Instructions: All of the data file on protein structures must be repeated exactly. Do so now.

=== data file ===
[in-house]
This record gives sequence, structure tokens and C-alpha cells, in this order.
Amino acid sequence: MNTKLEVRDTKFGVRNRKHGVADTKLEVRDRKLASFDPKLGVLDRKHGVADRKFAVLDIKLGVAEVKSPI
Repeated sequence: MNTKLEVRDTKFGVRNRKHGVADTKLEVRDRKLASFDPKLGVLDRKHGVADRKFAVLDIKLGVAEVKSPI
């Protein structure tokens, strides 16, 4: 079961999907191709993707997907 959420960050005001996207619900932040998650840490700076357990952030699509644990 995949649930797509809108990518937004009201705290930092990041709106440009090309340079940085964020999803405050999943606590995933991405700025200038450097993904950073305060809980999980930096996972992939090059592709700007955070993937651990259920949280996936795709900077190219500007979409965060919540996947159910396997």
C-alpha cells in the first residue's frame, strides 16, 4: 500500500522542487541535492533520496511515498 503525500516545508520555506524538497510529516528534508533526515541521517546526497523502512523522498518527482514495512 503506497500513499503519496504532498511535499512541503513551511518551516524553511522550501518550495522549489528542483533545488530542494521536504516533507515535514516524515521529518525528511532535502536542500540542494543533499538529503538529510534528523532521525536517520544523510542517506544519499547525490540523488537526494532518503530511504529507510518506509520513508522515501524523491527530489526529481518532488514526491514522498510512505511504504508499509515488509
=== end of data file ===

[in-house]
This record gives sequence, structure tokens and C-alpha cells, in this order.
Amino acid sequence: MNTKLEVRDTKFGVRNRKHGVADTKLEVRDRKLASFDPKLGVLDRKHGVADRKFAVLDIKLGVAEVKSPI
Repeated sequence: MNTKLEVRDTKFGVRNRKHGVADTKLEVRDRKLASFDPKLGVLDRKHGVADRKFAVLDIKLGVAEVKSPI
């Protein structure tokens, strides 16, 4: 079961999907191709993707997907 959420960050005001996207619900932040998650840490700076357990952030699509644990 995949649930797509809108990518937004009201705290930092990041709106440009090309340079940085964020999803405050999943606590995933991405700025200038450097993904950073305060809980999980930096996972992939090059592709700007955070993937651990259920949280996936795709900077190219500007979409965060919540996947159910396997």
C-alpha cells in the first residue's frame, strides 16, 4: 500500500522542487541535492533520496511515498 503525500516545508520555506524538497510529516528534508533526515541521517546526497523502512523522498518527482514495512 503506497500513499503519496504532498511535499512541503513551511518551516524553511522550501518550495522549489528542483533545488530542494521536504516533507515535514516524515521529518525528511532535502536542500540542494543533499538529503538529510534528523532521525536517520544523510542517506544519499547525490540523488537526494532518503530511504529507510518506509520513508522515501524523491527530489526529481518532488514526491514522498510512505511504504508499509515488509